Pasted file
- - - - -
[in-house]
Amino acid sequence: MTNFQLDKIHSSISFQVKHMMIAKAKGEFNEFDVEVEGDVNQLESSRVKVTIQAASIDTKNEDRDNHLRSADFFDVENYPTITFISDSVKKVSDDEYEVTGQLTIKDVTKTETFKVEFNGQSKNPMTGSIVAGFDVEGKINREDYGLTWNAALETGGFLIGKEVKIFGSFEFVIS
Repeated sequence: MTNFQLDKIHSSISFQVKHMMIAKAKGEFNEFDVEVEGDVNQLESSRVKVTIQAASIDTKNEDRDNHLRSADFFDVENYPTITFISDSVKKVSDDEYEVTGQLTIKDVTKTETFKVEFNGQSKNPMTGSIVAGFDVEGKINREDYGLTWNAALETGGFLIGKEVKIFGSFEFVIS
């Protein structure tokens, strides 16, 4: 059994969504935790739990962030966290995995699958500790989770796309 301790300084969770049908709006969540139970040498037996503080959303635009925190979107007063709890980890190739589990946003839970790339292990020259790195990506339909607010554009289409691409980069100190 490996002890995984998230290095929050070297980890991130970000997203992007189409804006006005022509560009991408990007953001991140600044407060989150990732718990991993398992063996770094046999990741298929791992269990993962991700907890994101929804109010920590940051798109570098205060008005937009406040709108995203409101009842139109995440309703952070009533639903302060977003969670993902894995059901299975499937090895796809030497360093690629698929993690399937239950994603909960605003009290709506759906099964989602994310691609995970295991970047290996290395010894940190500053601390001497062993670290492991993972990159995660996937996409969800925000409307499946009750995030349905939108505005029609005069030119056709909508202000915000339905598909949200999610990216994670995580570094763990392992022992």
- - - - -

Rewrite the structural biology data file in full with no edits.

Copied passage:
[in-house]
Amino acid sequence: MTNFQLDKIHSSISFQVKHMMIAKAKGEFNEFDVEVEGDVNQLESSRVKVTIQAASIDTKNEDRDNHLRSADFFDVENYPTITFISDSVKKVSDDEYEVTGQLTIKDVTKTETFKVEFNGQSKNPMTGSIVAGFDVEGKINREDYGLTWNAALETGGFLIGKEVKIFGSFEFVIS
Repeated sequence: MTNFQLDKIHSSISFQVKHMMIAKAKGEFNEFDVEVEGDVNQLESSRVKVTIQAASIDTKNEDRDNHLRSADFFDVENYPTITFISDSVKKVSDDEYEVTGQLTIKDVTKTETFKVEFNGQSKNPMTGSIVAGFDVEGKINREDYGLTWNAALETGGFLIGKEVKIFGSFEFVIS
């Protein structure tokens, strides 16, 4: 059994969504935790739990962030966290995995699958500790989770796309 301790300084969770049908709006969540139970040498037996503080959303635009925190979107007063709890980890190739589990946003839970790339292990020259790195990506339909607010554009289409691409980069100190 490996002890995984998230290095929050070297980890991130970000997203992007189409804006006005022509560009991408990007953001991140600044407060989150990732718990991993398992063996770094046999990741298929791992269990993962991700907890994101929804109010920590940051798109570098205060008005937009406040709108995203409101009842139109995440309703952070009533639903302060977003969670993902894995059901299975499937090895796809030497360093690629698929993690399937239950994603909960605003009290709506759906099964989602994310691609995970295991970047290996290395010894940190500053601390001497062993670290492991993972990159995660996937996409969800925000409307499946009750995030349905939108505005029609005069030119056709909508202000915000339905598909949200999610990216994670995580570094763990392992022992």